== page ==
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It has long been understood that sf and fantasy have been blessed by a remarkable number of writers whose lives and careers have been notably extended (see Longevity in Writers). The phenomenon is also noticeable in SF Magazines and the extended tenure of several editors. The longest surviving magazine, at least by name, is Weird Tales which continues today, ninety years after it first appeared in 1923. However, the original magazine series ceased in 1954, did not reappear until 1973, and has passed through four separate series and even a brief title change, so its cumulative active life is only sixty years. The fact that Weird Tales has been kept alive is a tribute to the achievement of the original Pulp series. Its survival is due to a blend in part of nostalgia, being a desire to continue with something that had helped define a field and publish so many significant authors and stories, and in part because the magazine is iconic, and iconography within the sf and fantasy fields is a significant factor in sustaining the genre. The same can be said of Amazing Stories which also survives in name after 87 years, though again having seen significant periods of change, a variety of editors, and periods of inaction. The very name of Amazing Stories seems out of place with modern sf and a throwback to a Golden Age (see Retro-Pulp), yet there is clearly a need to want to sustain the early titles to provide a continuity within the field and a link to its roots.
The need to be both a link to the past and an icon is what has sustained the name of New Worlds in Great Britain, despite many changes and manifestations. The title goes back to March 1939 when John Carnell took over Novae Terrae and anglicized the title. He revived that title after World War Two and the magazine then continued, with minimal gaps, from 1946 to 1979 – with further revivals since, meaning that the title is still active after 74 years, even though its cumulative active life is barely half that. Within its life, though, the magazine has been associated with only two names, those of John Carnell and Michael Moorcock; Moorcock's ability to be associated with the magazine since 1964, even to the extent that its current online edition is called Michael Moorcock's New Worlds, gives him an editorial/proprietorial span of fifty years, which exceeds any other editor.
For true magazine longevity the record should belong to Analog, despite the title change from Astounding Stories under which it first appeared in January 1930 (see Astounding Science-Fiction). Apart from a brief gap between March and October 1933 when it was sold to a new publisher, the magazine has appeared continuously, mostly on a monthly basis, but for a period four-weekly, for over 83 years. Because of its regularity, it has amassed more individual issues than any other magazine and passed the 1000 mark in June 2015. What is more, the majority of those issues have been compiled by just two editors who also hold the record for longest editorial tenure. John W Campbell Jr was editor from December 1937 to December 1971, a span of 34 years and 408 issues. Stanley Schmidt edited it from December 1978 to March 2013, which was also 34 years and 401 issues. A regular editorial tenure provides a consistency to a magazine to the extent that one can argue that the Analog of today maintains direct continuity from the original Astounding Stories, or at least from its 1933 rebirth, which provides an eighty-year span (and still counting) unequalled anywhere else in the field.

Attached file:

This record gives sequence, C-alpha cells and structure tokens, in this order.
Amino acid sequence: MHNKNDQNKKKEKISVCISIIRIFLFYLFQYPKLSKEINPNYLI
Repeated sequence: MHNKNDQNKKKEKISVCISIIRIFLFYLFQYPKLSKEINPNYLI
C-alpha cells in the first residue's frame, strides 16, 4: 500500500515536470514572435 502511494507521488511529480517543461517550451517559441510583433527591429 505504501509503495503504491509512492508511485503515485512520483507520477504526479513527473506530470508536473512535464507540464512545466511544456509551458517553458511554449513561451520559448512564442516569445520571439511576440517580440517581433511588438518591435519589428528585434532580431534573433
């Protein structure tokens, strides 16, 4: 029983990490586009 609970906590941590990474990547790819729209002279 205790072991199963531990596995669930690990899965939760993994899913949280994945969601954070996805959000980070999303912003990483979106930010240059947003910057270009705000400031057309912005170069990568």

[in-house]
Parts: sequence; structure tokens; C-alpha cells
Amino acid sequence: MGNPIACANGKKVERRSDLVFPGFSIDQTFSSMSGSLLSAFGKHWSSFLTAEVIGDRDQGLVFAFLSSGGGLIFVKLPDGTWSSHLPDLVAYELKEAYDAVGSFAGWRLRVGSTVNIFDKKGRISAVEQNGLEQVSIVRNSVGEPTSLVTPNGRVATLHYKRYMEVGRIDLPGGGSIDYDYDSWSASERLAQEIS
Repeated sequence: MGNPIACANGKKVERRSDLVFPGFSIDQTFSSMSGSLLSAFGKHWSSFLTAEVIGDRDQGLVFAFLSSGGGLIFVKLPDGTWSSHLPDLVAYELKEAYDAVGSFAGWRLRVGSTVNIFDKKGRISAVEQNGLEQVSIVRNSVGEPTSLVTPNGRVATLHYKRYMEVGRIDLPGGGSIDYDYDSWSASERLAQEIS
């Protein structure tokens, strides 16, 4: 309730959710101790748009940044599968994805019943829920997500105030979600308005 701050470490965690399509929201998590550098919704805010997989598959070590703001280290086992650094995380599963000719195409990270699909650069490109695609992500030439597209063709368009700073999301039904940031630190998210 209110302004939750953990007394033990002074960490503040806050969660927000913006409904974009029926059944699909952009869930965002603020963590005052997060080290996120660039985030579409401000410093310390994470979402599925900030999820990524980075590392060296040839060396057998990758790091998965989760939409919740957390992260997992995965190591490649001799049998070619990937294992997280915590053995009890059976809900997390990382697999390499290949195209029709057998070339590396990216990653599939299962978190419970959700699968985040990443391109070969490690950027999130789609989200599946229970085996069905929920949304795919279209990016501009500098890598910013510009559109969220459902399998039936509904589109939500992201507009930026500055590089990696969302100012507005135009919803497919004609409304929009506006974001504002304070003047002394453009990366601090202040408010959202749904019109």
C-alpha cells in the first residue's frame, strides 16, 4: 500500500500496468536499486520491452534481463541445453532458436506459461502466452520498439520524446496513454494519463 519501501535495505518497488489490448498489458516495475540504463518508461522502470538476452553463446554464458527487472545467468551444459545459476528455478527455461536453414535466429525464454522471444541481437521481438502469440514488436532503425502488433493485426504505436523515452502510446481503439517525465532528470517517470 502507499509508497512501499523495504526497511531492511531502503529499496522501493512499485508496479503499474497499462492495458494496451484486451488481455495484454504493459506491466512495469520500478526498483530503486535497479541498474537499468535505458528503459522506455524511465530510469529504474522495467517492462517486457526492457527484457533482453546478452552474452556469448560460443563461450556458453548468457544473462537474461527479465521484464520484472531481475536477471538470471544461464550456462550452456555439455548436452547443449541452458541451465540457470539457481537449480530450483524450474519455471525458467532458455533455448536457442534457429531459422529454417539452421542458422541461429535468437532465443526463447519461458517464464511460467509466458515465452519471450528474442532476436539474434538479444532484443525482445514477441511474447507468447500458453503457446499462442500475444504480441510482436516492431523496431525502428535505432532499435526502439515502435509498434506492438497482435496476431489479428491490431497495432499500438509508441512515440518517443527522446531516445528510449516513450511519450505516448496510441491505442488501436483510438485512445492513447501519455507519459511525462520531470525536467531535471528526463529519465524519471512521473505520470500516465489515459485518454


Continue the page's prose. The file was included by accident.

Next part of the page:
The only other magazine to have survived continuously for over sixty years is The Magazine of Fantasy and Science Fiction, which has appeared on a regular schedule (albeit changing to bi-monthly in 2009) since Fall 1949. For most of that time, until the end of 2000, it was within the publishing purview of one family: Joseph W Ferman and his son Edward L Ferman, and the latter edited it for almost 27 years. Throughout its existence F&SF has retained the digest format and the same logotype for the title and cover, thus providing a consistency in presentation that is unrivalled.
The longest surviving non-English sf magazine is SF-Magazine in Japan which has been published by Hayakawa regularly since January 1960. Because it retained its monthly schedule and also publishes additional special issues, the total number of issues published steadily gained on the number F&SF had achieved, outstripping the older magazine in 2015 despite a switch to bimonthly publication in April of that year. It has now published the most issues of any SF Magazine, second only to Analog.
With most other fiction magazines having long vanished, the need for the science-fiction field to retain its magazines and sustain so many over such a long period shows how important they are to both readers and contributors in helping guide and develop new writers and new ideas. They are the life blood that helps keep the field fresh and vibrant and feeling young, despite their age. [MA]
In the more ephemeral world of Fanzines, great longevity is rare, although mention should be made of Science-Fiction Five-Yearly, whose leisurely publication schedule (initially a joke) allowed its twelve issues to span a remarkable 56 years, 1951-2006. Newszines tend to have greater staying power than other fan publications, and Locus – though now deemed a Semiprozine – has appeared regularly from 1968 to the present day. Other long-running newszines with a less professional orientation which have entries in this encyclopedia are File 770 (1978-current) and Ansible (1979-current); the former now exists only as a very frequently updated website while the latter also continues monthly print publication. [DRL]
Entry from The Encyclopedia of Science Fiction (2011-current) edited by John Clute and David Langford.
Accessed 01:50 am on 5 July 2022.